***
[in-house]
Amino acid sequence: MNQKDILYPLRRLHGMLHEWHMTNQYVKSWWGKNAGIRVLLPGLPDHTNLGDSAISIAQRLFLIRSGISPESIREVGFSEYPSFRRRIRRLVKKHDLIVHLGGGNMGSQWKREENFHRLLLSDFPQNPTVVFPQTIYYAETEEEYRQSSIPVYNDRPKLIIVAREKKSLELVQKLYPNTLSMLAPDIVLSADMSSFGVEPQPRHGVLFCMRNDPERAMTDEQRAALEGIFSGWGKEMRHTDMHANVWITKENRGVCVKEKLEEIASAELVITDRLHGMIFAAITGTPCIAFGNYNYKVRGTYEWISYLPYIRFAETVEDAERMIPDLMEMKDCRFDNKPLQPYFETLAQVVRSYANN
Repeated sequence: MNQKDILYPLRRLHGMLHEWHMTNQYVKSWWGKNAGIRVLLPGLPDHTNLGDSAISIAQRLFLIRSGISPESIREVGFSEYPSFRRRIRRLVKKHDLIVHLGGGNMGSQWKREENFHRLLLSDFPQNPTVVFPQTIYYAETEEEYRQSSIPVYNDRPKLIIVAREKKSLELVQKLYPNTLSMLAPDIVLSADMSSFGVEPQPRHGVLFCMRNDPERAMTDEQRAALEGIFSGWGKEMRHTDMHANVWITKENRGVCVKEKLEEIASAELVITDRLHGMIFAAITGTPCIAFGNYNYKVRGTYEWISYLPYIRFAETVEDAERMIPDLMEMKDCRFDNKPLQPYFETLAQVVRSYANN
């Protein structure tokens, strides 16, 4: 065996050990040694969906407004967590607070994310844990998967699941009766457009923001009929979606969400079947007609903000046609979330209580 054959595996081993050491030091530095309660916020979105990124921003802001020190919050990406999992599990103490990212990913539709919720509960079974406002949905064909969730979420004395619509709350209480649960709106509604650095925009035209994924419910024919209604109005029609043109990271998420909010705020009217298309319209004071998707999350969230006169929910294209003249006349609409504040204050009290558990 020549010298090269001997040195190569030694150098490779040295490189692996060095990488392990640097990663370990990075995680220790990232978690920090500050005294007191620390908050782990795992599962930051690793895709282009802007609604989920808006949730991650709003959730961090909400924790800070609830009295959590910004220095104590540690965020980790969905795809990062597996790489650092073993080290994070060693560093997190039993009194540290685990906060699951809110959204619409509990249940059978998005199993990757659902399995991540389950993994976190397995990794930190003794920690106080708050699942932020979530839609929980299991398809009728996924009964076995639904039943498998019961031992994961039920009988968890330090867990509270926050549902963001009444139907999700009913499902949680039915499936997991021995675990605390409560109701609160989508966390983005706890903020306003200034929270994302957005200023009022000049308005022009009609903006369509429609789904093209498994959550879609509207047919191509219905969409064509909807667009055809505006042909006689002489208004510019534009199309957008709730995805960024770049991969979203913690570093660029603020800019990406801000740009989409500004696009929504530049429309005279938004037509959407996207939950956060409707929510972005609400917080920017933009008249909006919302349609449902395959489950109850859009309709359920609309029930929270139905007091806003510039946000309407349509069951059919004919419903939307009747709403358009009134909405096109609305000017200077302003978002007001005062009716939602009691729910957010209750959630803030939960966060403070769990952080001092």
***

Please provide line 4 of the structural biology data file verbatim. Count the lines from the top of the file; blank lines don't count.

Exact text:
């Protein structure tokens, strides 16, 4: 065996050990040694969906407004967590607070994310844990998967699941009766457009923001009929979606969400079947007609903000046609979330209580 054959595996081993050491030091530095309660916020979105990124921003802001020190919050990406999992599990103490990212990913539709919720509960079974406002949905064909969730979420004395619509709350209480649960709106509604650095925009035209994924419910024919209604109005029609043109990271998420909010705020009217298309319209004071998707999350969230006169929910294209003249006349609409504040204050009290558990 020549010298090269001997040195190569030694150098490779040295490189692996060095990488392990640097990663370990990075995680220790990232978690920090500050005294007191620390908050782990795992599962930051690793895709282009802007609604989920808006949730991650709003959730961090909400924790800070609830009295959590910004220095104590540690965020980790969905795809990062597996790489650092073993080290994070060693560093997190039993009194540290685990906060699951809110959204619409509990249940059978998005199993990757659902399995991540389950993994976190397995990794930190003794920690106080708050699942932020979530839609929980299991398809009728996924009964076995639904039943498998019961031992994961039920009988968890330090867990509270926050549902963001009444139907999700009913499902949680039915499936997991021995675990605390409560109701609160989508966390983005706890903020306003200034929270994302957005200023009022000049308005022009009609903006369509429609789904093209498994959550879609509207047919191509219905969409064509909807667009055809505006042909006689002489208004510019534009199309957008709730995805960024770049991969979203913690570093660029603020800019990406801000740009989409500004696009929504530049429309005279938004037509959407996207939950956060409707929510972005609400917080920017933009008249909006919302349609449902395959489950109850859009309709359920609309029930929270139905007091806003510039946000309407349509069951059919004919419903939307009747709403358009009134909405096109609305000017200077302003978002007001005062009716939602009691729910957010209750959630803030939960966060403070769990952080001092």